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This section describes the world definition section.
A map file usually contains at least one sector. A sector is an infinite area of space which you can populate with mesh objects and lights. Using portals you can connect different sectors.
Note that while a sector is in fact infinite, in practice it is usually bounded by some geometry. For an outside level there is usually a sky box or sky dome which marks the outermost geometry. In case of indoor type levels there are usually sector walls.
Here is an example sector:
<sector name="room"> <meshobj name="walls"> <plugin>crystalspace.mesh.loader.genmesh</plugin> <zfill /> <params> ... </params> </meshobj> <light> <center x="0" y="3" z="0"/> <radius>40</radius> <color red="1" green="1" blue="1"/> </light> </sector>
In the above example we create a sector called ‘room’ which contains one mesh object (the outer walls of the sector) and one light. Any type of mesh object can be placed in a sector. In this example we use the ‘genmesh’ mesh object.
There are some other things you can specify in a sector. By default a sector will use the ‘frustvis’ visibility culler. This visibility culler will only do frustum culling. For small sectors (i.e. a small number of objects) this is usually sufficient. If you have a large sector with lots of objects then you should probably use ‘dynavis’ instead. Like this:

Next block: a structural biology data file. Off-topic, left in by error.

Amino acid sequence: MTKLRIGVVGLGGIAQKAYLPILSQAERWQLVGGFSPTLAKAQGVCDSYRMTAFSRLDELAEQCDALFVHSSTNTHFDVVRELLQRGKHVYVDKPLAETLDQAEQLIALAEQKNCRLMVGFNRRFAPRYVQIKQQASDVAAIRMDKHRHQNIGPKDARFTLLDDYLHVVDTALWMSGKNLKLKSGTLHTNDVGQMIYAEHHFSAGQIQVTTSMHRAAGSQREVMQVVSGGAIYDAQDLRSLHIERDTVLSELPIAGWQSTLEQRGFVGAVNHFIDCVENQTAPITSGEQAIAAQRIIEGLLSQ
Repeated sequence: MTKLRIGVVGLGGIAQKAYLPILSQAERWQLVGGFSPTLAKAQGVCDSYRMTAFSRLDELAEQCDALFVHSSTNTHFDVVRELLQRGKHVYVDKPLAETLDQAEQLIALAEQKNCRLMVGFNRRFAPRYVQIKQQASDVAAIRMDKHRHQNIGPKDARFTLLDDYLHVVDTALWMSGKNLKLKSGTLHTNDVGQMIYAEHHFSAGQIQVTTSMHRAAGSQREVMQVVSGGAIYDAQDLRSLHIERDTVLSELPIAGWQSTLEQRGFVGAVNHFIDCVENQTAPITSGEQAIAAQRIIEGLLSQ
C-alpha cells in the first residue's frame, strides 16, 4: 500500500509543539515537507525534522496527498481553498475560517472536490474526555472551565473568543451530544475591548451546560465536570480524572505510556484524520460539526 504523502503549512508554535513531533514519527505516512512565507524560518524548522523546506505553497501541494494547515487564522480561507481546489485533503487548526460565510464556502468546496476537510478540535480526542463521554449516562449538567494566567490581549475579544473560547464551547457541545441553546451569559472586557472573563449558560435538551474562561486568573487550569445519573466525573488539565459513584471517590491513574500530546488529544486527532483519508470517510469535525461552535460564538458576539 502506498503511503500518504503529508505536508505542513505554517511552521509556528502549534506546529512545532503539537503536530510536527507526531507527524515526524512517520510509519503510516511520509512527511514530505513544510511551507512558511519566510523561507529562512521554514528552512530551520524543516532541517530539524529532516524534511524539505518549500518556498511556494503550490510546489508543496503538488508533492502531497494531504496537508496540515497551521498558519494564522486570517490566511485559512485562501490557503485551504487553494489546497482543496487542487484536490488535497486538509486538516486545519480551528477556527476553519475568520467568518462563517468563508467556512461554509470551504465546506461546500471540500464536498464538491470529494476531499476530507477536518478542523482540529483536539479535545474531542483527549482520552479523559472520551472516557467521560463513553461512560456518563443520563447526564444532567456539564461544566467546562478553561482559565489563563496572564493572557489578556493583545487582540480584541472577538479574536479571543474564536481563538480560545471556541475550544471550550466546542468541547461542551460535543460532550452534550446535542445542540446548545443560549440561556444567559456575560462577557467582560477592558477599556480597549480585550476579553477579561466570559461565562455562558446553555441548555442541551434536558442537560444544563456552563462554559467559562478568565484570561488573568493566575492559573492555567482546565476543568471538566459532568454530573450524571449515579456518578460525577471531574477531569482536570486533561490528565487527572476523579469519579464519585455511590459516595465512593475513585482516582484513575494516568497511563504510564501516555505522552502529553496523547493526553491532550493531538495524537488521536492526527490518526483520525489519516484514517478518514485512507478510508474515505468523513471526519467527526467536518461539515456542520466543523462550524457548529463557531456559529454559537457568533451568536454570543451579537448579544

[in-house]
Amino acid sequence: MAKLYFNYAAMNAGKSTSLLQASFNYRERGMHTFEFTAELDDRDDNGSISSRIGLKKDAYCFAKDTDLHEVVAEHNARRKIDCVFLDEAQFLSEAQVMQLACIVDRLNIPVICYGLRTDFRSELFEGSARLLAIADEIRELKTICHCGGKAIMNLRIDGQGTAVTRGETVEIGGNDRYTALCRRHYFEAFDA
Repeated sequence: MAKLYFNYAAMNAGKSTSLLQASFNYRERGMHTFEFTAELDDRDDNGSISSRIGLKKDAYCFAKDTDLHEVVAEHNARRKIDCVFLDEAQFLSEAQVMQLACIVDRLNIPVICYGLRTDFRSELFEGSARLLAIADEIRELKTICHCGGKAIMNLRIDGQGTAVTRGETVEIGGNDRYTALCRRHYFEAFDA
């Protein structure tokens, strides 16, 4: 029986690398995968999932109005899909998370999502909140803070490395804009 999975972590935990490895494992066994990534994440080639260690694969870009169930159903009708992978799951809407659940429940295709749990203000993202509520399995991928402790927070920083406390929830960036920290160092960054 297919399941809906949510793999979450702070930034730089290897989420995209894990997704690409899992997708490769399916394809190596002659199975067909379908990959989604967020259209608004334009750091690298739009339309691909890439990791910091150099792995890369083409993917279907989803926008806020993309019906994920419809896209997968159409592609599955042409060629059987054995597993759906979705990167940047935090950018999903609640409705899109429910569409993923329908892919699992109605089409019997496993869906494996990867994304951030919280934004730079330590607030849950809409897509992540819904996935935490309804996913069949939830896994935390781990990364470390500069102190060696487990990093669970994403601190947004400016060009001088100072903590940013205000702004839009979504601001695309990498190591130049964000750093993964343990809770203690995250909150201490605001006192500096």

In addition to using ‘meshobj’ for specifying mesh objects in a sector there are also some other techniques that you can use.
A sector can also contain fog like this:
<fog red=".5" green=".5" blue=".5" density=".01" />
Finally a sector can contain nodes. A node represents something that has a position. In addition a node can contain keys and addons. Crystal Space itself doesn't use nodes but an application using Crystal Space can use them for whatever purpose it needs. Here is an example:
<node name="monster"> <position x="10" y="3" z="12" /> <key name="spawn" value="100" /> </node>
Sectors can contain keys and addons.
With collections it is possible to group related objects (like textures, materials, mesh objects, mesh factories, sectors, sequences, triggers, shared variables, ...). Collections are not a geometrical concept. It is possible to define a collection which contains all wall geometry and a collection which contains all moving geometry. Usually though, collections represent some area in the world. You can use collections to dynamically load/unload parts of the world. This is useful if you have really big worlds that don't fit in memory at once.
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